Because because this body, I just feel like this body, every cell has so much memory. You know, I don't even know. And then you just don't know someday you just bump up some people and then, and something has been triggered. You know, I think today this environment is like a sort of like a trauma, trauma trigger events, trigger everybody's trauma. And we don't even know it's deeply buried in our subconscious, right? A liar. So I'm curious that, Rob, in your practice for such a long time, besides mental, by the way, I think this guy is really powerful. I think this guy is both amazing and also the, how to say, the trouble. But there's other important, dimension which is actually about this body.


It's not just this brain, this mind, it's every cell. You know, in my hands, in my feet, you know, I don't know. I don't know how I can be ensured that maybe, you know, you're triggered again. And then, of course, I always remember that the silence and stillness always come back, come back. But still, sometimes it's just still overwhelmed, be overwhelmed. So I actually talk about body. So if you can offer some insight about this body, I believe this body and mind, they're together, but, you know, when Dogen talk about dropping, dropping, you know, I agree our practice is about dropping layer by layer, dropping our body, dropping our body. But I'm not sure. I'm not sure. I mean, there's just a very long process. Thank you. So I hear that you have this thought, which is supported by your body, and the thought is, I'm not sure.


I don't know. No, I'm saying that to you. You told me that. You said, I'm not sure. You said that. I don't trust my language. You said that one of the last things you said was, I'm not sure. Okay. Did you hear yourself say that? No. You said, I'm not sure, I'm not sure. Okay. And I'm saying, that's a thought. The thought is, I'm not sure. Okay. And that thought is something that you said to me, to us. And that thought was in your consciousness. Okay. And you just said, okay. And that's another thought that you expressed in words that was in your consciousness. And the thought, okay, comes into your consciousness and it comes from your body and your unconscious. So, I often quote the writer D. H. Lawrence who said, this is what I know about my conscious self.


It's like a clearing in the middle of a dark forest. And sometimes deities come in from the forest into the clearing, and then they go back. So you have and I have a conscious self, and it's surrounded by the dark body and dark unconscious, which includes other beings. And from this unconscious comes our conscious, our conscious thought come from the body, and come from the unconscious process into our consciousness. And in our consciousness, we can we have also teachings, which are also coming into the consciousness from the surrounding dark forest of our body. And some of the things that come into our mind are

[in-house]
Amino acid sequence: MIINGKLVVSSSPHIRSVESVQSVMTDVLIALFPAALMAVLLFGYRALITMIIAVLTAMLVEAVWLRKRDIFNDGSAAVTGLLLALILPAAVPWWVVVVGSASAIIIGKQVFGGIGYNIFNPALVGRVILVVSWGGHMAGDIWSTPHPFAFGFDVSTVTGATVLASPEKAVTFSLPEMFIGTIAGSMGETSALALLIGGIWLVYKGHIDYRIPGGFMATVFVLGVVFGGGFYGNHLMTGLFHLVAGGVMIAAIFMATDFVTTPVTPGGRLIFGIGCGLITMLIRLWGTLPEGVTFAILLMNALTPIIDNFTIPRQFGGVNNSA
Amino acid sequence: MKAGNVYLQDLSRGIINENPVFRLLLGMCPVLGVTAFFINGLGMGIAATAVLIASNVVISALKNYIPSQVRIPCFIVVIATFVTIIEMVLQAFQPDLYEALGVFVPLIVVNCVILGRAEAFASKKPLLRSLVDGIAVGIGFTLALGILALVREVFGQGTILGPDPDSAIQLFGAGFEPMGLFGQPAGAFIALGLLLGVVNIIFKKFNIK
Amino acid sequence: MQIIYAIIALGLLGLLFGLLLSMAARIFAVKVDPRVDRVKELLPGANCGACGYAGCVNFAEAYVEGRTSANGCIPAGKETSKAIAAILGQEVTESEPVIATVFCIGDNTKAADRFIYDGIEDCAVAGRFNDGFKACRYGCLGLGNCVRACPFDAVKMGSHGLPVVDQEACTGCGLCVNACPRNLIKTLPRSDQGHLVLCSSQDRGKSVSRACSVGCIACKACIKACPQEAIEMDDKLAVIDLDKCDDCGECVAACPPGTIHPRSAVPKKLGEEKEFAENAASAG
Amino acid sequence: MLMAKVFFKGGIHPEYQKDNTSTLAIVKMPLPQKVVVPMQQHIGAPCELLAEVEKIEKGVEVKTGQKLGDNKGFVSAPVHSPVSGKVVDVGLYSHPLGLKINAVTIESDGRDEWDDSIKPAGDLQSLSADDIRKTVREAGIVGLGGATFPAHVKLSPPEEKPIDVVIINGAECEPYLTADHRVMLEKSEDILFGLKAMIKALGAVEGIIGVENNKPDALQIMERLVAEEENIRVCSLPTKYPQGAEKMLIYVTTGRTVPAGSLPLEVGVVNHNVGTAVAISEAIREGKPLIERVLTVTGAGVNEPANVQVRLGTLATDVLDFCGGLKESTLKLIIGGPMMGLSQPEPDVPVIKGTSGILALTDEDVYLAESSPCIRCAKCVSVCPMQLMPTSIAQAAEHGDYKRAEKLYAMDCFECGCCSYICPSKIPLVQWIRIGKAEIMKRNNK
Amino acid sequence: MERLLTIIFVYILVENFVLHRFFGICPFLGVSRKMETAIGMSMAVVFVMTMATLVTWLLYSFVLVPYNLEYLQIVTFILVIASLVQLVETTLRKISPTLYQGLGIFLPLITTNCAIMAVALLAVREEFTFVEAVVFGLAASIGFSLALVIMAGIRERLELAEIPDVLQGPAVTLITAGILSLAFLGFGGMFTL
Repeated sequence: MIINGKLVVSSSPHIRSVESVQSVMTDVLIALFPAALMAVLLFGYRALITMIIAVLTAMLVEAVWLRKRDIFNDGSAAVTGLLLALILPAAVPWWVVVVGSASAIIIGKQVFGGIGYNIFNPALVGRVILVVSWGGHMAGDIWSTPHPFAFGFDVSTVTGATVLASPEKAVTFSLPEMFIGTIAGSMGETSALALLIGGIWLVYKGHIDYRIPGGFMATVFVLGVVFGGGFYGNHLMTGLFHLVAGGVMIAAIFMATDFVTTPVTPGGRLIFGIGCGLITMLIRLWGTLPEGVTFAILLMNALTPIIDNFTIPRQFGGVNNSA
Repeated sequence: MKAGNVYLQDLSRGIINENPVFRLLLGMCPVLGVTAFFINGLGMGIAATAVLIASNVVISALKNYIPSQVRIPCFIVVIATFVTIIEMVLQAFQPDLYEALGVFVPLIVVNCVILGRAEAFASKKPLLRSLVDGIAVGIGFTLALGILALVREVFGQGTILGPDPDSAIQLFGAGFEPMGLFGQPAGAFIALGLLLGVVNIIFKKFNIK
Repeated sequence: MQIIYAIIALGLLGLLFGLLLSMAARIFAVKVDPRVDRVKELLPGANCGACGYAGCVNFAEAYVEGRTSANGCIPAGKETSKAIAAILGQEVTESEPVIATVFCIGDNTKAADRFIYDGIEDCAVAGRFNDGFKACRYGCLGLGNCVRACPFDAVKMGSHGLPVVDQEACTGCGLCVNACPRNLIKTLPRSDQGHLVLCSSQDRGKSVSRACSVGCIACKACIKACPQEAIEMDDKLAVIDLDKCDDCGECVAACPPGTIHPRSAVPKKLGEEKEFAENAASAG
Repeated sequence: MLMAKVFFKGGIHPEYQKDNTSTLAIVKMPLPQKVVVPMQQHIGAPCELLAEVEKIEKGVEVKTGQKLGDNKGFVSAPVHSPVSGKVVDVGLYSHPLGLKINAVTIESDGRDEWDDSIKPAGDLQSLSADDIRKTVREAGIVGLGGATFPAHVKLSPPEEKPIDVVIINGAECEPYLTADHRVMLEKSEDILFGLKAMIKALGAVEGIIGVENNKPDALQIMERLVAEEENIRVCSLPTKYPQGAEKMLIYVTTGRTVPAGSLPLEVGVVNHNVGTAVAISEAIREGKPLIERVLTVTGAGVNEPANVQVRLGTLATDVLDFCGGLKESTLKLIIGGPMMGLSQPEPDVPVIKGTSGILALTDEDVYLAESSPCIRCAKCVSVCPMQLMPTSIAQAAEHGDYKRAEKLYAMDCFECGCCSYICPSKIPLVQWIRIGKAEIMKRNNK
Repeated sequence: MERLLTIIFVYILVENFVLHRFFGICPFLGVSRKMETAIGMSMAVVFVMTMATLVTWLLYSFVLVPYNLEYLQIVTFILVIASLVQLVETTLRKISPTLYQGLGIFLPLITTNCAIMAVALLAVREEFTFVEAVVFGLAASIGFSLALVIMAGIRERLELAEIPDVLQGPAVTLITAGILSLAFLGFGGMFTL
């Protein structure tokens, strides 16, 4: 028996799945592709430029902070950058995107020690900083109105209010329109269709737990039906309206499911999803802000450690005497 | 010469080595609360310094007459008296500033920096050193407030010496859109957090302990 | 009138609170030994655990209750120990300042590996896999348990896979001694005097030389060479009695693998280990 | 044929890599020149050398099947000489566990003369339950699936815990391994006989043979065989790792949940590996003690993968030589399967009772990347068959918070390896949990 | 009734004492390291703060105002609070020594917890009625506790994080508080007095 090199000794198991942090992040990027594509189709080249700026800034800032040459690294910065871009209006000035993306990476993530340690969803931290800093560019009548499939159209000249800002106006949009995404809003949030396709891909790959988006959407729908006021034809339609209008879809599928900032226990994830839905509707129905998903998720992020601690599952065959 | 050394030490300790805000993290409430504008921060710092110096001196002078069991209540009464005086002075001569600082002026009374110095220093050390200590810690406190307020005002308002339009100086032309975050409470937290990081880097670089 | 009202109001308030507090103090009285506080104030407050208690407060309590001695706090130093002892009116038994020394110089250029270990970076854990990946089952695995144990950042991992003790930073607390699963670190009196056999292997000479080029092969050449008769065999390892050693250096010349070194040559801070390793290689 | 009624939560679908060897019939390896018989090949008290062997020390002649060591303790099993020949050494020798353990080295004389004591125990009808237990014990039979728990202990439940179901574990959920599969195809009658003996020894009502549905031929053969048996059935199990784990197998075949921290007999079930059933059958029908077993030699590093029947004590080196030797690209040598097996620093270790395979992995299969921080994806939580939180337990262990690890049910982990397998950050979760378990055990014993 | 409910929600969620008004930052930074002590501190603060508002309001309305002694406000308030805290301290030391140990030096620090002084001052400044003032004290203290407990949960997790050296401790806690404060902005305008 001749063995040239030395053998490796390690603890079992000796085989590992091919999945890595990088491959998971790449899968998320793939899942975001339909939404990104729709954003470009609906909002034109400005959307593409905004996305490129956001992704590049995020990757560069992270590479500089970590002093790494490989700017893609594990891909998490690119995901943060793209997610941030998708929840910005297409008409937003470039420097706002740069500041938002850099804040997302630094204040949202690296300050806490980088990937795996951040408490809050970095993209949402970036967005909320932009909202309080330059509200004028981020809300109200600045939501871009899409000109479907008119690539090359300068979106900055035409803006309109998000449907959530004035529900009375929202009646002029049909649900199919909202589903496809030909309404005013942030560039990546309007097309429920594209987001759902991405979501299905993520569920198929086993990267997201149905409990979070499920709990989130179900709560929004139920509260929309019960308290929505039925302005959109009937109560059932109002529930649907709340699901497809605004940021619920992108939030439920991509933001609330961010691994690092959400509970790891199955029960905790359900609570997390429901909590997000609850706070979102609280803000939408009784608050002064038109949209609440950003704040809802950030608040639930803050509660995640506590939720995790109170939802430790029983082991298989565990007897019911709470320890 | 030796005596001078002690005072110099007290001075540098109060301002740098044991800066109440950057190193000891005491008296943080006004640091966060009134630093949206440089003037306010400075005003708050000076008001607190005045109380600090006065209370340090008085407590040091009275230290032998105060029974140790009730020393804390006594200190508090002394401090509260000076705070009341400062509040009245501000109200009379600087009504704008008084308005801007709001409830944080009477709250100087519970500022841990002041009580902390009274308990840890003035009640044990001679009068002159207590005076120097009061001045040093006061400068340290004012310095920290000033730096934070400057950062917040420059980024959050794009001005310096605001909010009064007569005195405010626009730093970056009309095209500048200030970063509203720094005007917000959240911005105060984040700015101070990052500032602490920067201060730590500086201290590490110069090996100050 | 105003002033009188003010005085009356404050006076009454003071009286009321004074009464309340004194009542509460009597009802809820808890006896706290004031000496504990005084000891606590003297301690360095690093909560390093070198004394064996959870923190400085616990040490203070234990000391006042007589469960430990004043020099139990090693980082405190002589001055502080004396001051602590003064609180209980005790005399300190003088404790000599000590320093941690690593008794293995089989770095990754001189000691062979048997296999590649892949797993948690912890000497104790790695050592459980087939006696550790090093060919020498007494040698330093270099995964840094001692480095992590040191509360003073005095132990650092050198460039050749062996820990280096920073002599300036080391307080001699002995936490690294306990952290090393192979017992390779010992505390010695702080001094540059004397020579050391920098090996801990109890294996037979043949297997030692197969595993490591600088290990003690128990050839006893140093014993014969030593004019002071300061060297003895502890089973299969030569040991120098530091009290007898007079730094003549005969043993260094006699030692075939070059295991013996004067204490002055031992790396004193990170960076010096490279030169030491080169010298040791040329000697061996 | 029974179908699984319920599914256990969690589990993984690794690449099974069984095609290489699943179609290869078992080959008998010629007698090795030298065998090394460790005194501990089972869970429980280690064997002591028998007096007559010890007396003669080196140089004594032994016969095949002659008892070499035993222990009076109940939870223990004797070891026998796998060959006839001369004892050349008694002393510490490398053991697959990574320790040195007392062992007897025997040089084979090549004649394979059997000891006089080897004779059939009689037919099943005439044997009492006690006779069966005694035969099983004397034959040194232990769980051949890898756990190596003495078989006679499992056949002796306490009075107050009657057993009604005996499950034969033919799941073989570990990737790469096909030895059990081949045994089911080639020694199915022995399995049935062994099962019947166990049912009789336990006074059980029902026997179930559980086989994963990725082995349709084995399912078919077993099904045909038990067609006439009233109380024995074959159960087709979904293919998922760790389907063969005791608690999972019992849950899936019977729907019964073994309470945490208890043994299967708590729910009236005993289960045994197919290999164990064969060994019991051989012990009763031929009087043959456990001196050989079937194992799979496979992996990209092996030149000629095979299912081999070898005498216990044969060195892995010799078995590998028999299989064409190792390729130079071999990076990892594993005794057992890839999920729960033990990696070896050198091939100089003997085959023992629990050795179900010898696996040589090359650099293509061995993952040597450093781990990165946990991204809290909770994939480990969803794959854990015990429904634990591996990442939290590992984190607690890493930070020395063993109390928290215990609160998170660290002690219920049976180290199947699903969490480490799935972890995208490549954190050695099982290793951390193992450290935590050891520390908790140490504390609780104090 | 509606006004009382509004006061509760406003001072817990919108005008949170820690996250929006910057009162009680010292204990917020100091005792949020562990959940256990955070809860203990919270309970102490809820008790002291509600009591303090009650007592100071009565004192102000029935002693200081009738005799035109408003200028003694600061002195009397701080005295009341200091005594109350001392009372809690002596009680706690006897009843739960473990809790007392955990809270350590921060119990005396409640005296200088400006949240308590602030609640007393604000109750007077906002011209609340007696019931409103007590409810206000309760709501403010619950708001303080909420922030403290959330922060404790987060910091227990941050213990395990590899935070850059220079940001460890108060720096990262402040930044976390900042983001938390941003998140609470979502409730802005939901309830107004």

teachings of be kind to the things that appear in consciousness. And they come from all of our past relationships and karma. All of them come from the consequences of that into our consciousness. And then we relate to them, and then there's a response to them in consciousness. And that transforms the surrounding body and mind. And what I'm saying is, In consciousness, be willing to take your seat in the middle of this dark forest of all beings. Can't see them all. And there, practice generosity. And in the generosity with what comes into consciousness, there will be dropping away. The body and mind will drop away. In other words, consciousness and the body and mind will simultaneously will together be released.


Mary, I believe there's a process, a step is called discernment there. You know, and then because you're still unconsciously grabbing those and whatever and then about to be able to release there is a critical critical discernment but not judgmental right it could be it could be a judgment it could be a discernment the thing is to be with the judgment to be with the discernment while you're practicing generosity being generous with discernments then discernments are then turning points judgments are turning points. So we do have judgments and discernments coming up, but the discernments pivot into wisdom when we practice generosity with them. But that was the, I just felt like eventually something is going to melting away, melting, right?


It's evaporate. Originally it might be the solid state, but eventually I'm just, evaporated into vapor or something. What evaporates, in a sense, in the practice of giving, what evaporates is stinginess. What evaporates is attachment. Because we really can't attach to anything. And when we practice giving, we see that we can't attach to the position of being giver or receiver separately. So by practicing giving with whatever's coming into our consciousness, there is a kind of melting or evaporating of resistance to this process. And if we notice we're resisting the process of the generosity, then we say, I feel like I'm being there's some stinginess here, and I'm sorry. And that again,